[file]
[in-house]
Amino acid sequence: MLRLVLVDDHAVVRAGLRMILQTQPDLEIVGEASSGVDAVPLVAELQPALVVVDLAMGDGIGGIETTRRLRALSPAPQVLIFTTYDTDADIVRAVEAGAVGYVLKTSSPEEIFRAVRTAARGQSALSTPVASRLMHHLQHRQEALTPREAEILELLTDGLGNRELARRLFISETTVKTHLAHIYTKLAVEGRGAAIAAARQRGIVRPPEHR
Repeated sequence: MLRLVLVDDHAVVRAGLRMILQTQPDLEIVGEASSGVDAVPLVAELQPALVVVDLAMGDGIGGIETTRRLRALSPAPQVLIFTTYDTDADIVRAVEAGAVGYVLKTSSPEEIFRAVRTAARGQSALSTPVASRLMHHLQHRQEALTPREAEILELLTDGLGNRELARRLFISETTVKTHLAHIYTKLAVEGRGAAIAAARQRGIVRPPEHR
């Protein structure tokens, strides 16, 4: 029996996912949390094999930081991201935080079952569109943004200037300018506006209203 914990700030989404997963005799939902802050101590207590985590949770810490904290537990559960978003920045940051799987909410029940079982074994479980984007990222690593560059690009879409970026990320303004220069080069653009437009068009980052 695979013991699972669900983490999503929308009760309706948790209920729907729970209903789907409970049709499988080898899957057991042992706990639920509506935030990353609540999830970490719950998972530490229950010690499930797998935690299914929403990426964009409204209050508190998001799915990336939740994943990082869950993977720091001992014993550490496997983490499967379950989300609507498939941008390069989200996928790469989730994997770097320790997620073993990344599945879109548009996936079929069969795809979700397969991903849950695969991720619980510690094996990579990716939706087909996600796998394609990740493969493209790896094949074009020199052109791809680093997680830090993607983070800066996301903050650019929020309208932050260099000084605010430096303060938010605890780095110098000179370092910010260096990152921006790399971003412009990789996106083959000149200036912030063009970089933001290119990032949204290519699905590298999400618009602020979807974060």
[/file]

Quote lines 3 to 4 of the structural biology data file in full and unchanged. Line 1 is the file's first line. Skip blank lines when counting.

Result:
Repeated sequence: MLRLVLVDDHAVVRAGLRMILQTQPDLEIVGEASSGVDAVPLVAELQPALVVVDLAMGDGIGGIETTRRLRALSPAPQVLIFTTYDTDADIVRAVEAGAVGYVLKTSSPEEIFRAVRTAARGQSALSTPVASRLMHHLQHRQEALTPREAEILELLTDGLGNRELARRLFISETTVKTHLAHIYTKLAVEGRGAAIAAARQRGIVRPPEHR
């Protein structure tokens, strides 16, 4: 029996996912949390094999930081991201935080079952569109943004200037300018506006209203 914990700030989404997963005799939902802050101590207590985590949770810490904290537990559960978003920045940051799987909410029940079982074994479980984007990222690593560059690009879409970026990320303004220069080069653009437009068009980052 695979013991699972669900983490999503929308009760309706948790209920729907729970209903789907409970049709499988080898899957057991042992706990639920509506935030990353609540999830970490719950998972530490229950010690499930797998935690299914929403990426964009409204209050508190998001799915990336939740994943990082869950993977720091001992014993550490496997983490499967379950989300609507498939941008390069989200996928790469989730994997770097320790997620073993990344599945879109548009996936079929069969795809979700397969991903849950695969991720619980510690094996990579990716939706087909996600796998394609990740493969493209790896094949074009020199052109791809680093997680830090993607983070800066996301903050650019929020309208932050260099000084605010430096303060938010605890780095110098000179370092910010260096990152921006790399971003412009990789996106083959000149200036912030063009970089933001290119990032949204290519699905590298999400618009602020979807974060």